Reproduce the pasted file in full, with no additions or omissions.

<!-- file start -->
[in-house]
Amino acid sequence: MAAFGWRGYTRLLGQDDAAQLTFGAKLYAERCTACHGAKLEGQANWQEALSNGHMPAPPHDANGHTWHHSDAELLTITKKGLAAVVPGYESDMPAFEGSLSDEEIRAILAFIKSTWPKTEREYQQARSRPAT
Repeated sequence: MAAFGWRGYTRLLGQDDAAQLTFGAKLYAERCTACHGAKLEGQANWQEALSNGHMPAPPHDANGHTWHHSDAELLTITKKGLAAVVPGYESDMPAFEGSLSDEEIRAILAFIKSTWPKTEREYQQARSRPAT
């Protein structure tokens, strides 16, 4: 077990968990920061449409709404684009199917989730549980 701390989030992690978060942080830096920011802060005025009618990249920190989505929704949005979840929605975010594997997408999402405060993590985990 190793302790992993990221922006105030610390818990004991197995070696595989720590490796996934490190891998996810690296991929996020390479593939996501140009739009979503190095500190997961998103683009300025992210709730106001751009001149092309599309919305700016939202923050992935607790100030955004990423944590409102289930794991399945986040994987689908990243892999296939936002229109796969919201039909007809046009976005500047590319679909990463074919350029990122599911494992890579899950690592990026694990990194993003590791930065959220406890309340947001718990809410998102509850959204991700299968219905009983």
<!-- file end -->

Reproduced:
[in-house]
Amino acid sequence: MAAFGWRGYTRLLGQDDAAQLTFGAKLYAERCTACHGAKLEGQANWQEALSNGHMPAPPHDANGHTWHHSDAELLTITKKGLAAVVPGYESDMPAFEGSLSDEEIRAILAFIKSTWPKTEREYQQARSRPAT
Repeated sequence: MAAFGWRGYTRLLGQDDAAQLTFGAKLYAERCTACHGAKLEGQANWQEALSNGHMPAPPHDANGHTWHHSDAELLTITKKGLAAVVPGYESDMPAFEGSLSDEEIRAILAFIKSTWPKTEREYQQARSRPAT
């Protein structure tokens, strides 16, 4: 077990968990920061449409709404684009199917989730549980 701390989030992690978060942080830096920011802060005025009618990249920190989505929704949005979840929605975010594997997408999402405060993590985990 190793302790992993990221922006105030610390818990004991197995070696595989720590490796996934490190891998996810690296991929996020390479593939996501140009739009979503190095500190997961998103683009300025992210709730106001751009001149092309599309919305700016939202923050992935607790100030955004990423944590409102289930794991399945986040994987689908990243892999296939936002229109796969919201039909007809046009976005500047590319679909990463074919350029990122599911494992890579899950690592990026694990990194993003590791930065959220406890309340947001718990809410998102509850959204991700299968219905009983």